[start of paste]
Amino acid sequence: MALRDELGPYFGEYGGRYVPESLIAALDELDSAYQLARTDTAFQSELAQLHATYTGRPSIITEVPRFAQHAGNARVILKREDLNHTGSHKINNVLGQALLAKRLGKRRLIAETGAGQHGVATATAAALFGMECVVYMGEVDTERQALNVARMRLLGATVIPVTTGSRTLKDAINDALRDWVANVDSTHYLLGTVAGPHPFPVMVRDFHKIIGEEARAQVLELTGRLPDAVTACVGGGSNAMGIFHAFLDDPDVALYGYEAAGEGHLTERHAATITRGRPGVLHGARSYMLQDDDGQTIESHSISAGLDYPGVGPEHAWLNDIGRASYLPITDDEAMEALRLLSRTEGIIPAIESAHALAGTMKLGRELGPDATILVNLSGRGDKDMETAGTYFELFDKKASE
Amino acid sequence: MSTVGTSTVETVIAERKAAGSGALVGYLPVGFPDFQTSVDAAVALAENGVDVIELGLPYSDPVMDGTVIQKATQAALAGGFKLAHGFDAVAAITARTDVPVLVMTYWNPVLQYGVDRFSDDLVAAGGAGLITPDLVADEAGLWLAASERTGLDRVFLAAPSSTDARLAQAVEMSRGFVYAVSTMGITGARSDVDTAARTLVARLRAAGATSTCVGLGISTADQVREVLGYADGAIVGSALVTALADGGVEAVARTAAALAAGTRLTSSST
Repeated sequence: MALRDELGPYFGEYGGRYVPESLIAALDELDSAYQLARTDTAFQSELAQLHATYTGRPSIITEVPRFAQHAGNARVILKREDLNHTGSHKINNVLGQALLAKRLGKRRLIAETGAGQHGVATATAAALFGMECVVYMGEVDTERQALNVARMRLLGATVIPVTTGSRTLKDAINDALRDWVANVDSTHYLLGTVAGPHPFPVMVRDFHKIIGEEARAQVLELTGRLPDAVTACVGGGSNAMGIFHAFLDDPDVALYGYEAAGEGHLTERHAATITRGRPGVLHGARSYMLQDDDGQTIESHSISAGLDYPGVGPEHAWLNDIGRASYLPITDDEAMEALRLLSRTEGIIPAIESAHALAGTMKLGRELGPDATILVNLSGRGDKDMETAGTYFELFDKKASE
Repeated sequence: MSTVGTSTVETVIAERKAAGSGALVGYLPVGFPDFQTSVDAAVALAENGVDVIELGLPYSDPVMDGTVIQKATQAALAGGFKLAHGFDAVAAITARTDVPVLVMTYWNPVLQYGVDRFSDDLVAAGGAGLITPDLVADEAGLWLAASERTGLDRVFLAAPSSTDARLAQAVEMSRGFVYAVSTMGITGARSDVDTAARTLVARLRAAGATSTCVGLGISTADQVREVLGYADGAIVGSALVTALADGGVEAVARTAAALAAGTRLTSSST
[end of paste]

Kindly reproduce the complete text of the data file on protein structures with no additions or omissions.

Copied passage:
Amino acid sequence: MALRDELGPYFGEYGGRYVPESLIAALDELDSAYQLARTDTAFQSELAQLHATYTGRPSIITEVPRFAQHAGNARVILKREDLNHTGSHKINNVLGQALLAKRLGKRRLIAETGAGQHGVATATAAALFGMECVVYMGEVDTERQALNVARMRLLGATVIPVTTGSRTLKDAINDALRDWVANVDSTHYLLGTVAGPHPFPVMVRDFHKIIGEEARAQVLELTGRLPDAVTACVGGGSNAMGIFHAFLDDPDVALYGYEAAGEGHLTERHAATITRGRPGVLHGARSYMLQDDDGQTIESHSISAGLDYPGVGPEHAWLNDIGRASYLPITDDEAMEALRLLSRTEGIIPAIESAHALAGTMKLGRELGPDATILVNLSGRGDKDMETAGTYFELFDKKASE
Amino acid sequence: MSTVGTSTVETVIAERKAAGSGALVGYLPVGFPDFQTSVDAAVALAENGVDVIELGLPYSDPVMDGTVIQKATQAALAGGFKLAHGFDAVAAITARTDVPVLVMTYWNPVLQYGVDRFSDDLVAAGGAGLITPDLVADEAGLWLAASERTGLDRVFLAAPSSTDARLAQAVEMSRGFVYAVSTMGITGARSDVDTAARTLVARLRAAGATSTCVGLGISTADQVREVLGYADGAIVGSALVTALADGGVEAVARTAAALAAGTRLTSSST
Repeated sequence: MALRDELGPYFGEYGGRYVPESLIAALDELDSAYQLARTDTAFQSELAQLHATYTGRPSIITEVPRFAQHAGNARVILKREDLNHTGSHKINNVLGQALLAKRLGKRRLIAETGAGQHGVATATAAALFGMECVVYMGEVDTERQALNVARMRLLGATVIPVTTGSRTLKDAINDALRDWVANVDSTHYLLGTVAGPHPFPVMVRDFHKIIGEEARAQVLELTGRLPDAVTACVGGGSNAMGIFHAFLDDPDVALYGYEAAGEGHLTERHAATITRGRPGVLHGARSYMLQDDDGQTIESHSISAGLDYPGVGPEHAWLNDIGRASYLPITDDEAMEALRLLSRTEGIIPAIESAHALAGTMKLGRELGPDATILVNLSGRGDKDMETAGTYFELFDKKASE
Repeated sequence: MSTVGTSTVETVIAERKAAGSGALVGYLPVGFPDFQTSVDAAVALAENGVDVIELGLPYSDPVMDGTVIQKATQAALAGGFKLAHGFDAVAAITARTDVPVLVMTYWNPVLQYGVDRFSDDLVAAGGAGLITPDLVADEAGLWLAASERTGLDRVFLAAPSSTDARLAQAVEMSRGFVYAVSTMGITGARSDVDTAARTLVARLRAAGATSTCVGLGISTADQVREVLGYADGAIVGSALVTALADGGVEAVARTAAALAAGTRLTSSST